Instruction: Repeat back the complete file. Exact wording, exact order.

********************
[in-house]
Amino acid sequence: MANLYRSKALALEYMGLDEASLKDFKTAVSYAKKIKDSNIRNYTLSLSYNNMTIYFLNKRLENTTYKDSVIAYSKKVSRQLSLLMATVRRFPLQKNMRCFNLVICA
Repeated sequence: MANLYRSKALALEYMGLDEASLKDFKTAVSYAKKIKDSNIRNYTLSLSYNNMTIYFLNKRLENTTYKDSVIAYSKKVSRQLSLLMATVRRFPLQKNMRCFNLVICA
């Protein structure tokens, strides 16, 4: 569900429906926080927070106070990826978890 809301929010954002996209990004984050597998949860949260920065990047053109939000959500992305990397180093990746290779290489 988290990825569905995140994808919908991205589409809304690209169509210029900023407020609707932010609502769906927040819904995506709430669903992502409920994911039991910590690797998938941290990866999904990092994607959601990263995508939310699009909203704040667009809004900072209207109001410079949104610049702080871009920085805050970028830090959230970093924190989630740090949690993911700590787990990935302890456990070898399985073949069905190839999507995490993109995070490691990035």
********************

[in-house]
Amino acid sequence: MANLYRSKALALEYMGLDEASLKDFKTAVSYAKKIKDSNIRNYTLSLSYNNMTIYFLNKRLENTTYKDSVIAYSKKVSRQLSLLMATVRRFPLQKNMRCFNLVICA
Repeated sequence: MANLYRSKALALEYMGLDEASLKDFKTAVSYAKKIKDSNIRNYTLSLSYNNMTIYFLNKRLENTTYKDSVIAYSKKVSRQLSLLMATVRRFPLQKNMRCFNLVICA
């Protein structure tokens, strides 16, 4: 569900429906926080927070106070990826978890 809301929010954002996209990004984050597998949860949260920065990047053109939000959500992305990397180093990746290779290489 988290990825569905995140994808919908991205589409809304690209169509210029900023407020609707932010609502769906927040819904995506709430669903992502409920994911039991910590690797998938941290990866999904990092994607959601990263995508939310699009909203704040667009809004900072209207109001410079949104610049702080871009920085805050970028830090959230970093924190989630740090949690993911700590787990990935302890456990070898399985073949069905190839999507995490993109995070490691990035």